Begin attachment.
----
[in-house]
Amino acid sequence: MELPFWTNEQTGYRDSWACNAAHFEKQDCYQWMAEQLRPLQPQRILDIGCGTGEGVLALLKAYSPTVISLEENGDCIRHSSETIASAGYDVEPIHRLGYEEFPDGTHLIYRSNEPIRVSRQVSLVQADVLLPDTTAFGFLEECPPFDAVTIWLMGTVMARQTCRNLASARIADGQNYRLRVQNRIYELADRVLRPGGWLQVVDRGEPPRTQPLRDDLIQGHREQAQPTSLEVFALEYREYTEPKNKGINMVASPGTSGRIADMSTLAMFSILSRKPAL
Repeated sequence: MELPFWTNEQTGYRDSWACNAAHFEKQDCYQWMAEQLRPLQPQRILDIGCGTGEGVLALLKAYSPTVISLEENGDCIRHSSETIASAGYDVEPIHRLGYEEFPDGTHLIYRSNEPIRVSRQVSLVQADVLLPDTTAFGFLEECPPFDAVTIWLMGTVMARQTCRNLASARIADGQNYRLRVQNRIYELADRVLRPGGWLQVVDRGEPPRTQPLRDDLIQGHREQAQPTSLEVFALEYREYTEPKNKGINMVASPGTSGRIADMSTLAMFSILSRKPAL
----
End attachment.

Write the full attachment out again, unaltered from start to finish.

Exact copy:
[in-house]
Amino acid sequence: MELPFWTNEQTGYRDSWACNAAHFEKQDCYQWMAEQLRPLQPQRILDIGCGTGEGVLALLKAYSPTVISLEENGDCIRHSSETIASAGYDVEPIHRLGYEEFPDGTHLIYRSNEPIRVSRQVSLVQADVLLPDTTAFGFLEECPPFDAVTIWLMGTVMARQTCRNLASARIADGQNYRLRVQNRIYELADRVLRPGGWLQVVDRGEPPRTQPLRDDLIQGHREQAQPTSLEVFALEYREYTEPKNKGINMVASPGTSGRIADMSTLAMFSILSRKPAL
Repeated sequence: MELPFWTNEQTGYRDSWACNAAHFEKQDCYQWMAEQLRPLQPQRILDIGCGTGEGVLALLKAYSPTVISLEENGDCIRHSSETIASAGYDVEPIHRLGYEEFPDGTHLIYRSNEPIRVSRQVSLVQADVLLPDTTAFGFLEECPPFDAVTIWLMGTVMARQTCRNLASARIADGQNYRLRVQNRIYELADRVLRPGGWLQVVDRGEPPRTQPLRDDLIQGHREQAQPTSLEVFALEYREYTEPKNKGINMVASPGTSGRIADMSTLAMFSILSRKPAL